Bundle your services
Many people would love to receive the gift of a lovely garden. Put together some packages at a variety of price points. A garden plan consultation certificate could be presented with a collection of small garden tools which are then displayed nicely in a decorative pot. The gift certificate could be for a very general plan or full on landscaping. People like to give recipients something to unwrap even if it’s a service that they’re gifting so think about the presentation and try to make it a “wow” gift. Promote your winter bird feeders which could be bundled nicely with some bird feed, a bird watcher’s book and even binoculars. Advertise these options in the lifestyle sections of the newspaper alongside of the other Christmas gifting ads. If you have a Facebook page or Twitter feed, plant the idea in the heads of your customers early. They’ll appreciate the suggestions and the chance to avoid the busy malls.
Tradition, whimsy and life events
For Mitisha Follings and Melinda Smitjes at The Christmas Store in Stratford, Ont., Christmas is a year round focus so they, better than anyone, understand the dynamics of the season. Retailing magazines and trend watchers are predicting that traditional Christmas themes and imagery will be extremely popular. It’s a trend that Follings has noticed is accelerating. “We can’t keep nativity scenes in stock. “We had to replenish in August,” she says. It’s hypothesized that people turn to the spiritual meaning of the holidays more readily during difficult times, hence the desire for symbols that re-enforce this aspect. The Christmas Store also reports that nativity scenes have become very popular gifts for showers and weddings too so you may want to consider a bridal gift registry as a year-round initiative. Whimsical Christmas symbols are also in trend. Think Dr. Seuss and the Who’s down in Whoville and you’ve got a picture of how this trend might look.
Challenging times beg for a smile at something humorous and sometimes, whimsy shows up in the strangest places. “One of our most popular items is a nativity scene with penguins as the characters,” shares Follings. “It’s actually very tasteful,” she reassures. Some people start a yearly tradition of gifting collectible ornaments so make sure you let people know if you carry any collectible lines. If there’s a new baby to buy for a “baby’s first Christmas” ornament could start a nice yearly tradition of gifting a new ornament to mark each year of the child’s life.
Christmas decorations typically go up late November and retailers are in the game right after Halloween. As garden centres, you can lend a helping hand. “We see an opportunity to develop our Christmas decorating service,” says Follings. “Many retailers and businesses have the same tree and decorations year after year but we can revamp that. By renting them the tree and decorations and then putting it together for them, the display can be fresh and on trend each time.” Think of all of the banks, real estate offices and other retail stores whose businesses would benefit by having customers in the holiday spirit. A wonderful Christmas display is definitely smart merchandising on their part.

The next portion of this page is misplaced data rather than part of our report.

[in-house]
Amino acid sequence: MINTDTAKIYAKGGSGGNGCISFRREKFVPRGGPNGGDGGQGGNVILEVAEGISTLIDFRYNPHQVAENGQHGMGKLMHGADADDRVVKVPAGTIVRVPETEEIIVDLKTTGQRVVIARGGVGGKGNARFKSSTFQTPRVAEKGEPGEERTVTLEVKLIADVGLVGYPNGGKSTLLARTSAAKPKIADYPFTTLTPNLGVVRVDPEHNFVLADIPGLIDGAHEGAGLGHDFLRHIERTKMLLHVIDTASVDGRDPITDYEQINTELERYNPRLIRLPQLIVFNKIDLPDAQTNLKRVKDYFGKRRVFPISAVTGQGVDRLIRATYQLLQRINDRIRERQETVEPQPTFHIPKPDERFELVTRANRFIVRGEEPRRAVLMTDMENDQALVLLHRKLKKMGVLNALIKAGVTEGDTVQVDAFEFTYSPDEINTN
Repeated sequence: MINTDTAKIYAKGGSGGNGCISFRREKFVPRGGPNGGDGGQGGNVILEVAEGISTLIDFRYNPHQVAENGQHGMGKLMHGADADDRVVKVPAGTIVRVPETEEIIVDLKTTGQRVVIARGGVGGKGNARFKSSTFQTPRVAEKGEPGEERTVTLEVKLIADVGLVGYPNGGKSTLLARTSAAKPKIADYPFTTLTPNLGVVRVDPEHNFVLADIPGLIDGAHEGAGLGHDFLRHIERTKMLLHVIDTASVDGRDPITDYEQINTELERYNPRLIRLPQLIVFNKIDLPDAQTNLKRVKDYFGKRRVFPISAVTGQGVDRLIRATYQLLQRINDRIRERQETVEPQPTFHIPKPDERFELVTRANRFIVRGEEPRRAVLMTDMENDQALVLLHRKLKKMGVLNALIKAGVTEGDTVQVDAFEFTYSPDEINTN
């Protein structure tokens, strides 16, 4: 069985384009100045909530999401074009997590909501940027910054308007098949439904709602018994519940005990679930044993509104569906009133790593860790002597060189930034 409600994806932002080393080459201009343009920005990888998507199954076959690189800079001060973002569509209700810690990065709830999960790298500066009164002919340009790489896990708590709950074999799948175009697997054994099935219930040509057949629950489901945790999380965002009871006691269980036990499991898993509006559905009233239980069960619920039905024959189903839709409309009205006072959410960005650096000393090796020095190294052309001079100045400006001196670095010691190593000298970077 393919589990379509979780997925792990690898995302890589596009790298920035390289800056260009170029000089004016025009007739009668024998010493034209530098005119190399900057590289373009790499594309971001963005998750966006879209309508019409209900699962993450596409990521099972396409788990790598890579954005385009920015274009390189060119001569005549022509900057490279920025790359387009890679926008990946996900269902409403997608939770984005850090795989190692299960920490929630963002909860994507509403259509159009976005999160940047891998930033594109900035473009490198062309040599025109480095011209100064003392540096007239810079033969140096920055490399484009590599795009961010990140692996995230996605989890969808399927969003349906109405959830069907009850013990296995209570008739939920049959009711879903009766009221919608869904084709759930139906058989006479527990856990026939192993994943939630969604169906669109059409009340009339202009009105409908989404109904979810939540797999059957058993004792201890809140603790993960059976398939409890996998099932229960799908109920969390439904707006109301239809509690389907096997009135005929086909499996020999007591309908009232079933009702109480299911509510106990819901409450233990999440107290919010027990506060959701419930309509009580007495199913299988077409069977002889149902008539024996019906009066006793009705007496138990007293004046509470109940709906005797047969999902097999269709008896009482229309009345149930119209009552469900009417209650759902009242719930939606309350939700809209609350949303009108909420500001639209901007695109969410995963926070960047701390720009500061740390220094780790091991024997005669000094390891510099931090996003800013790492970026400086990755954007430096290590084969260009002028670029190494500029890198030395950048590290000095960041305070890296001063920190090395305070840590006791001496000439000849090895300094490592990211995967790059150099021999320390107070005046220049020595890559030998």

As the recession recedes, businesses realize more than ever that thanking valuable customers and employees is important in terms of retaining them. Gift baskets are popular gifts for business to business gifting. When targeting the corporate sector, having a product line that skews a bit male is generally a good thing. It’s helpful to break out the various corporate occasions where gift baskets may play a key role. Christmas is an obvious place to start and it’s important to understand that these decisions are often made in early fall so your marketing materials need to be ready to go as early as possible. The trick in targeting the corporate gifting sector lies in determining who the decision maker is. Tommy Gomatos of Glitter Gift Baskets in Laval, Que. has navigated this issue many times over the years. “That decision maker may be an executive assistant or even a marketing assistant,” says Gomatos. “It’s generally wise to call and ask reception who handles the gifting process internally.” Glitter Gift Baskets has found that sending a sample gift basket can be extremely effective in terms of being top of mind when the decision is made. It would be great as well to book a face to face with the decision maker and bring a sample gift basket for them to the meeting. Carla Karkheck of Baskits in Toronto often sees businesses rush at the last minute too. “Sometimes there’s a flurry of activity because gifts from other business contacts have been arriving at an office and they suddenly panic and decide they want to reciprocate,” says Karkheck.
In terms of what goes inside the basket, using brand name products in the baskets helps the giver feel better about their decision to send it. It’s also important to make sure the the food items are fresh and premium. There’s nothing worse than receiving stale biscuits from some obscure manufacturer!
Think outside of the house
Garden centres can also position their business as the place to find great outdoor decorations. Holiday-themed lawn ornaments are big. Lights, glowing reindeer and Santas adorn many front lawns or roofs. Fall and early November are the perfect time to hold winter urn making seminars to help customers transition their container gardens to a more season-appropriate look. These urns can make excellent gifts as well and the giver can boast that “they made it themselves.”
Your garden centre is in an ideal position to serve your customers’ needs. You stock garden-related gifts that greenthumbs love and you’re a great resource for beautiful greenery and nature-inspired products that help beautify a home both inside and out. Expand your services and give your shoppers a reason to come by in the winter months – it will give them hope that spring isn’t far away.